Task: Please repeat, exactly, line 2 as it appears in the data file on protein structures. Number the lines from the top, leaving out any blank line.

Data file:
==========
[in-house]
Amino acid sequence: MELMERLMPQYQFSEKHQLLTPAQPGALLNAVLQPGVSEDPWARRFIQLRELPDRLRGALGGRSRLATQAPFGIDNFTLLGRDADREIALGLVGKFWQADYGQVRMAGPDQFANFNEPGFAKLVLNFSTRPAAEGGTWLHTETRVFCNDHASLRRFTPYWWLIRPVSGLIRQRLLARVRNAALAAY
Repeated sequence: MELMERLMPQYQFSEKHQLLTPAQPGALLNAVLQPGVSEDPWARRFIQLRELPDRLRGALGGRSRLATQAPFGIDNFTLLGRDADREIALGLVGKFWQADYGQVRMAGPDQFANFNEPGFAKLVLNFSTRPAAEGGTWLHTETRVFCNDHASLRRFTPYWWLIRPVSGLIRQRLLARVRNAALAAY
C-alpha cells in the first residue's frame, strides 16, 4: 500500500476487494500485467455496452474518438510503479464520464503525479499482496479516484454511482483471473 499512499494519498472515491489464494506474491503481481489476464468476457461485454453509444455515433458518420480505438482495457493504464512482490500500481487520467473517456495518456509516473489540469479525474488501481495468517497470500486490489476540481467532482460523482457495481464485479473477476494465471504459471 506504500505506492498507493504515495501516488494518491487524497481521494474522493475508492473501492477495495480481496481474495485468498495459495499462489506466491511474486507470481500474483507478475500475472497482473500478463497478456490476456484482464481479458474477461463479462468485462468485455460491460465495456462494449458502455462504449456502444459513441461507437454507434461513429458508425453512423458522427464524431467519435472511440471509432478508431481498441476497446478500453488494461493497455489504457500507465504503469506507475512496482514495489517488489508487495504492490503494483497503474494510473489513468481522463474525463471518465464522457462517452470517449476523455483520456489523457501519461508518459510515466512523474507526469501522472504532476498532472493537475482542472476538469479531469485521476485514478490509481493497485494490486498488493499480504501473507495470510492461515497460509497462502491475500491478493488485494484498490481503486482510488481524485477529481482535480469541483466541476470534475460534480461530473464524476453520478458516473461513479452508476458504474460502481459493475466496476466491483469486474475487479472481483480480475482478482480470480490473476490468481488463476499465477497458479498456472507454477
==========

Amino acid sequence: MELMERLMPQYQFSEKHQLLTPAQPGALLNAVLQPGVSEDPWARRFIQLRELPDRLRGALGGRSRLATQAPFGIDNFTLLGRDADREIALGLVGKFWQADYGQVRMAGPDQFANFNEPGFAKLVLNFSTRPAAEGGTWLHTETRVFCNDHASLRRFTPYWWLIRPVSGLIRQRLLARVRNAALAAY